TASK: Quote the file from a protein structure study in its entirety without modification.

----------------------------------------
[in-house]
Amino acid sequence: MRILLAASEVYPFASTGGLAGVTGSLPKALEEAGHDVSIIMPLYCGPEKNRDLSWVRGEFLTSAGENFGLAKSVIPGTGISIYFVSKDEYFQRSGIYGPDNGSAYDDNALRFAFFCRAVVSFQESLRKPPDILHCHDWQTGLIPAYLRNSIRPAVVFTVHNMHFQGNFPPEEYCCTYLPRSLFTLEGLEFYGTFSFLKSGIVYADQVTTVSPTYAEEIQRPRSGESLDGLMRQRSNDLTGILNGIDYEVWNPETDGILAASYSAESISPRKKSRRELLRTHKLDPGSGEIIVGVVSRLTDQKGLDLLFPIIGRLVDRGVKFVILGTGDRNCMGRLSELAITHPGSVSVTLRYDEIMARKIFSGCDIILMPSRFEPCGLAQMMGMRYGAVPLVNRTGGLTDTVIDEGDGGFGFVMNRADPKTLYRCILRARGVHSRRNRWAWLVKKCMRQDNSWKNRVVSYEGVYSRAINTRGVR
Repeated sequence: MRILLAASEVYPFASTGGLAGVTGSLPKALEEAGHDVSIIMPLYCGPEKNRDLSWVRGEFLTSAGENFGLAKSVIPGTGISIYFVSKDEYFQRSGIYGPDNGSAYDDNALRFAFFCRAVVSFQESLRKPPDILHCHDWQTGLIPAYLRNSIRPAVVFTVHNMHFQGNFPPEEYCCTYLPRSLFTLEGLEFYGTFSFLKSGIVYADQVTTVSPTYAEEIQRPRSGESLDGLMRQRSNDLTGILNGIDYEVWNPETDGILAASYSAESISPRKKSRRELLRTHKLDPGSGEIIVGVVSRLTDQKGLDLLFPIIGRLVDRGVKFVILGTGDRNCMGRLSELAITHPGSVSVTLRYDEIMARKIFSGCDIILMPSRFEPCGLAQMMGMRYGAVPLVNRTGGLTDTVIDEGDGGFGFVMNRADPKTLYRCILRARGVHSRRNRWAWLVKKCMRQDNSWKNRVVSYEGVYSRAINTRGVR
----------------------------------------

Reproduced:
[in-house]
Amino acid sequence: MRILLAASEVYPFASTGGLAGVTGSLPKALEEAGHDVSIIMPLYCGPEKNRDLSWVRGEFLTSAGENFGLAKSVIPGTGISIYFVSKDEYFQRSGIYGPDNGSAYDDNALRFAFFCRAVVSFQESLRKPPDILHCHDWQTGLIPAYLRNSIRPAVVFTVHNMHFQGNFPPEEYCCTYLPRSLFTLEGLEFYGTFSFLKSGIVYADQVTTVSPTYAEEIQRPRSGESLDGLMRQRSNDLTGILNGIDYEVWNPETDGILAASYSAESISPRKKSRRELLRTHKLDPGSGEIIVGVVSRLTDQKGLDLLFPIIGRLVDRGVKFVILGTGDRNCMGRLSELAITHPGSVSVTLRYDEIMARKIFSGCDIILMPSRFEPCGLAQMMGMRYGAVPLVNRTGGLTDTVIDEGDGGFGFVMNRADPKTLYRCILRARGVHSRRNRWAWLVKKCMRQDNSWKNRVVSYEGVYSRAINTRGVR
Repeated sequence: MRILLAASEVYPFASTGGLAGVTGSLPKALEEAGHDVSIIMPLYCGPEKNRDLSWVRGEFLTSAGENFGLAKSVIPGTGISIYFVSKDEYFQRSGIYGPDNGSAYDDNALRFAFFCRAVVSFQESLRKPPDILHCHDWQTGLIPAYLRNSIRPAVVFTVHNMHFQGNFPPEEYCCTYLPRSLFTLEGLEFYGTFSFLKSGIVYADQVTTVSPTYAEEIQRPRSGESLDGLMRQRSNDLTGILNGIDYEVWNPETDGILAASYSAESISPRKKSRRELLRTHKLDPGSGEIIVGVVSRLTDQKGLDLLFPIIGRLVDRGVKFVILGTGDRNCMGRLSELAITHPGSVSVTLRYDEIMARKIFSGCDIILMPSRFEPCGLAQMMGMRYGAVPLVNRTGGLTDTVIDEGDGGFGFVMNRADPKTLYRCILRARGVHSRRNRWAWLVKKCMRQDNSWKNRVVSYEGVYSRAINTRGVR